In a post about Etsy a few days ago a commenter brought up the Zynga/Scamville stuff. Wilson replied “Citing techcrunch on the zynga stuff is a joke.” He waded into the subject again today on another of his posts, saying in a number of comments “i’ve tried hard to stay out of that debate because it is a false debate…zynga makes almost all of its revenue on virtual goods…the “scammy ads” thing is total red herring that everyone got excited about but is almost entirely irrelevant” and “nobody who got involved in that shitstorm took the time to really do the work and look at what Zynga did and did not do. or compare it to Google and everyone else who does way worse on a daily basis…the whole thing totally annoys me. it’s not fair.” He also said numerous times that we didn’t have our facts straight, and that we didn’t take the time to understand what really happened.
Hogwash. Fred Wilson is a brilliant investor, but he’s conflicted and wrong yet again.
There were a total of 22 Scamville posts (see updates) on TechCrunch alone. For the most part we left Zynga alone, until we were slammed in the face with CEO Mark Pincus on video saying “I Did Every Horrible Thing In The Book Just To Get Revenues” (how do you take that statement out of context?). Pincus also said “we need to be more aggressive and have revised our service level agreements with these providers requiring them to filter and police offers” in a post about Scamville. And Facebook took one of their games offline for a few days for a violation of their terms of service around scammy offers.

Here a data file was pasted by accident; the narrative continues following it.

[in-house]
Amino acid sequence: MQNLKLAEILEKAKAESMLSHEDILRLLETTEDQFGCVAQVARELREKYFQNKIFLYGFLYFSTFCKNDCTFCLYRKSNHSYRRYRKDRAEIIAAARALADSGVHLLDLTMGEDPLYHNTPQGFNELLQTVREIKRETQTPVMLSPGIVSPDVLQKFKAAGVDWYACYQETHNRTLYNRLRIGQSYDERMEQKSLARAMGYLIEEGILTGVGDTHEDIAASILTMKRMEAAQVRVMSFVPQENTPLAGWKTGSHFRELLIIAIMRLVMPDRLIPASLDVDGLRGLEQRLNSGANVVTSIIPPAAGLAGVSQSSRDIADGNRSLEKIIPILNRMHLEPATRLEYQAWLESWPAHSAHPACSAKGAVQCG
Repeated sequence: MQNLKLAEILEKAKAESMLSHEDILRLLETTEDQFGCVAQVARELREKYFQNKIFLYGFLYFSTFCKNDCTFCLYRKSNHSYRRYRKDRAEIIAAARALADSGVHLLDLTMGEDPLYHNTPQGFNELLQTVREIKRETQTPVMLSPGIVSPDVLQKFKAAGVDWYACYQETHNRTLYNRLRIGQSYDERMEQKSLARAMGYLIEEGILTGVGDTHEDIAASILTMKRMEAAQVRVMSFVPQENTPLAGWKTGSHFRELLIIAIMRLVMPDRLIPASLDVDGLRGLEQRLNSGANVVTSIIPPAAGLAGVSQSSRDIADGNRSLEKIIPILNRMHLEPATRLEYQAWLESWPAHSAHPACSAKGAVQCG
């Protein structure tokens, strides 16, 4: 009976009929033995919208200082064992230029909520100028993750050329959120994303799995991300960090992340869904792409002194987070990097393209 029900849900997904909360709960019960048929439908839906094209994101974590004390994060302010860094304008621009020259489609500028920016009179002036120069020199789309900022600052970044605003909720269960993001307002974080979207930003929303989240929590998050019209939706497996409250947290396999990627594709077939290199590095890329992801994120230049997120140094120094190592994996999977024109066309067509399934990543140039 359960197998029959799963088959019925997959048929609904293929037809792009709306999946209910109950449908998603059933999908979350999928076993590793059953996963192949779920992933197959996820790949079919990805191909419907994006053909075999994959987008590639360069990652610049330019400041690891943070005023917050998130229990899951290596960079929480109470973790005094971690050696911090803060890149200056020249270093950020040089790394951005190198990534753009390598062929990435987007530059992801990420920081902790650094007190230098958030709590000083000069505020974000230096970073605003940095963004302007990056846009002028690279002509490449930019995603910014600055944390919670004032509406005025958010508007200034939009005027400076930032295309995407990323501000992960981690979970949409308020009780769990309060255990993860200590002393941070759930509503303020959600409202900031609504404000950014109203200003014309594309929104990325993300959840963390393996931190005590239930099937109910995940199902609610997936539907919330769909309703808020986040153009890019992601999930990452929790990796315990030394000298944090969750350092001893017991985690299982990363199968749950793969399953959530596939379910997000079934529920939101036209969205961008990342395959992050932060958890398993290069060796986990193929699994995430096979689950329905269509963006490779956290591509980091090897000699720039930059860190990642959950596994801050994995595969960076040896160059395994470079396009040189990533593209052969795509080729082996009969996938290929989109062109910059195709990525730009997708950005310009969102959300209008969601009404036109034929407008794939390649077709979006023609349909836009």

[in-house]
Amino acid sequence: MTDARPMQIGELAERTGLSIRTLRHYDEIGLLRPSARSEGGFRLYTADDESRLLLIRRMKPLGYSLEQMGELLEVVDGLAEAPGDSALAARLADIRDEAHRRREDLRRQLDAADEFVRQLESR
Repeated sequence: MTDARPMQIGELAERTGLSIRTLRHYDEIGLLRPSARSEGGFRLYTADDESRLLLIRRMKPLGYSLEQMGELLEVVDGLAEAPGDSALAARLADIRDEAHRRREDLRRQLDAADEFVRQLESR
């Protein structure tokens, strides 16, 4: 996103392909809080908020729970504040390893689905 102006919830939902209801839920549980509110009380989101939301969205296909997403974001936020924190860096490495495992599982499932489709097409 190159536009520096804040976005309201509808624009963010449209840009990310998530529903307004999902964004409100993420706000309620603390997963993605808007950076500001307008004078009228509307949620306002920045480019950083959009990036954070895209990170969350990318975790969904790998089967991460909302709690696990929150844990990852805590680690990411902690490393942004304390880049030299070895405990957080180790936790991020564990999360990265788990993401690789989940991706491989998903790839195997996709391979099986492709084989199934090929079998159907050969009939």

Zynga had claimed in the past that fully 1/3 of their revenue came from offers. Some of that wasn’t legitimate, likely tens of millions of dollars, and other companies have said that the bad stuff tended to push out the good stuff.
There is an excellent argument that you can continue to find most of these scams on Google and other search engines. But a big difference is the incentive that social games give users to enter into these scams via virtual currency, as well as the fact that they targeted teens without credit cards by pushing mobile subscription offers. Google is wrong to post these ads. But that doesn’t make what Zynga has done right.
I think Pincus took the right steps to move his company in the right direction, and I think the industry is on the right track now, and Zynga looks to be a legitimate business even without scammy offers. I support Pincus as an entrepreneur. But to deny that there was ever a problem is irresponsible. And to suggest that we didn’t take the time to understand the facts is outrageous. In addition to the 22 posts where we spoke to dozens of sources on and off the record, I asked Pincus to go on video with me to tell his side of the story without editing. He declined.
Zynga continues to be a very close partner to Facebook. They share a major investor, DST. A facebook board member, Marc Andreessen, is also an investor in Zynga. And Zynga is Facebook’s largest advertiser. The fates of these two companies are deeply aligned, and there has been more than a little evidence of wrongdoing. The relationship between Zynga and Facebook needs more scrutiny, not less.